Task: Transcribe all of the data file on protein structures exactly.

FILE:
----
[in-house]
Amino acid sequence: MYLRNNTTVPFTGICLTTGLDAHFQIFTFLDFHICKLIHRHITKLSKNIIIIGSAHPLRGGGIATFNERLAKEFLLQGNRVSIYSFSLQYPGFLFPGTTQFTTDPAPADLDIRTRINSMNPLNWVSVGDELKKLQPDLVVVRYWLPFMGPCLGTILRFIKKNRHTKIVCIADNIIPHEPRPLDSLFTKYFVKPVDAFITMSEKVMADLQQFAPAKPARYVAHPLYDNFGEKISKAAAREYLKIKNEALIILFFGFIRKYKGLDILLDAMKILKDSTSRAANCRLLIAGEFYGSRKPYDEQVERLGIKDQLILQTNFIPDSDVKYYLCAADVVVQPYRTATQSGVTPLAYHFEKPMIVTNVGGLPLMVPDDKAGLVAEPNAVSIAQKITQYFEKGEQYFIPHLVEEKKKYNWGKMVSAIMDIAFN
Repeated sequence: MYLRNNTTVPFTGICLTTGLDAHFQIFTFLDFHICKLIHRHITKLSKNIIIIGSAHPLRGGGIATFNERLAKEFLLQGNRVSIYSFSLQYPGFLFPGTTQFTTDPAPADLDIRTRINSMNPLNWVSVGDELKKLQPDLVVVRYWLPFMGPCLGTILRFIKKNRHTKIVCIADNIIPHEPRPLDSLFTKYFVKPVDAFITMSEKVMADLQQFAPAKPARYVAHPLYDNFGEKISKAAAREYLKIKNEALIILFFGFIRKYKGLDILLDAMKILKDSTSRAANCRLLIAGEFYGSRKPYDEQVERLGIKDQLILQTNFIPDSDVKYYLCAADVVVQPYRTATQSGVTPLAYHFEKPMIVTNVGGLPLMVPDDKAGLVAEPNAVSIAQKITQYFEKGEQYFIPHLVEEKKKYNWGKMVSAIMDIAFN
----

[in-house]
Amino acid sequence: MYLRNNTTVPFTGICLTTGLDAHFQIFTFLDFHICKLIHRHITKLSKNIIIIGSAHPLRGGGIATFNERLAKEFLLQGNRVSIYSFSLQYPGFLFPGTTQFTTDPAPADLDIRTRINSMNPLNWVSVGDELKKLQPDLVVVRYWLPFMGPCLGTILRFIKKNRHTKIVCIADNIIPHEPRPLDSLFTKYFVKPVDAFITMSEKVMADLQQFAPAKPARYVAHPLYDNFGEKISKAAAREYLKIKNEALIILFFGFIRKYKGLDILLDAMKILKDSTSRAANCRLLIAGEFYGSRKPYDEQVERLGIKDQLILQTNFIPDSDVKYYLCAADVVVQPYRTATQSGVTPLAYHFEKPMIVTNVGGLPLMVPDDKAGLVAEPNAVSIAQKITQYFEKGEQYFIPHLVEEKKKYNWGKMVSAIMDIAFN
Repeated sequence: MYLRNNTTVPFTGICLTTGLDAHFQIFTFLDFHICKLIHRHITKLSKNIIIIGSAHPLRGGGIATFNERLAKEFLLQGNRVSIYSFSLQYPGFLFPGTTQFTTDPAPADLDIRTRINSMNPLNWVSVGDELKKLQPDLVVVRYWLPFMGPCLGTILRFIKKNRHTKIVCIADNIIPHEPRPLDSLFTKYFVKPVDAFITMSEKVMADLQQFAPAKPARYVAHPLYDNFGEKISKAAAREYLKIKNEALIILFFGFIRKYKGLDILLDAMKILKDSTSRAANCRLLIAGEFYGSRKPYDEQVERLGIKDQLILQTNFIPDSDVKYYLCAADVVVQPYRTATQSGVTPLAYHFEKPMIVTNVGGLPLMVPDDKAGLVAEPNAVSIAQKITQYFEKGEQYFIPHLVEEKKKYNWGKMVSAIMDIAFN